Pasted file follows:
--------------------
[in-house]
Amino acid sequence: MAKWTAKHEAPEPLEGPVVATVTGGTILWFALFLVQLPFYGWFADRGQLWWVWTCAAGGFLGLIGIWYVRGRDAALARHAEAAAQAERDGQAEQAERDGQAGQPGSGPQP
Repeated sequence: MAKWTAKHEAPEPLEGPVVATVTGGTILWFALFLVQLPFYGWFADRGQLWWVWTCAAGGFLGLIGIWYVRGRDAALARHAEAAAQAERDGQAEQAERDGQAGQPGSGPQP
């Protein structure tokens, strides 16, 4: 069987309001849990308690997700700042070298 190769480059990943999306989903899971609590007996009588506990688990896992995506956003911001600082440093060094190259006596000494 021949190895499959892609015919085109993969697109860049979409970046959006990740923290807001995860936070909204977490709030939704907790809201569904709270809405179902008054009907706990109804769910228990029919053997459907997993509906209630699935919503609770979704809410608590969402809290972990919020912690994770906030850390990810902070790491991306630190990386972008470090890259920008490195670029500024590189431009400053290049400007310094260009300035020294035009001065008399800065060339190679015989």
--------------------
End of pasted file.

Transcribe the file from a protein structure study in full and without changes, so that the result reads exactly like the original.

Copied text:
[in-house]
Amino acid sequence: MAKWTAKHEAPEPLEGPVVATVTGGTILWFALFLVQLPFYGWFADRGQLWWVWTCAAGGFLGLIGIWYVRGRDAALARHAEAAAQAERDGQAEQAERDGQAGQPGSGPQP
Repeated sequence: MAKWTAKHEAPEPLEGPVVATVTGGTILWFALFLVQLPFYGWFADRGQLWWVWTCAAGGFLGLIGIWYVRGRDAALARHAEAAAQAERDGQAEQAERDGQAGQPGSGPQP
């Protein structure tokens, strides 16, 4: 069987309001849990308690997700700042070298 190769480059990943999306989903899971609590007996009588506990688990896992995506956003911001600082440093060094190259006596000494 021949190895499959892609015919085109993969697109860049979409970046959006990740923290807001995860936070909204977490709030939704907790809201569904709270809405179902008054009907706990109804769910228990029919053997459907997993509906209630699935919503609770979704809410608590969402809290972990919020912690994770906030850390990810902070790491991306630190990386972008470090890259920008490195670029500024590189431009400053290049400007310094260009300035020294035009001065008399800065060339190679015989």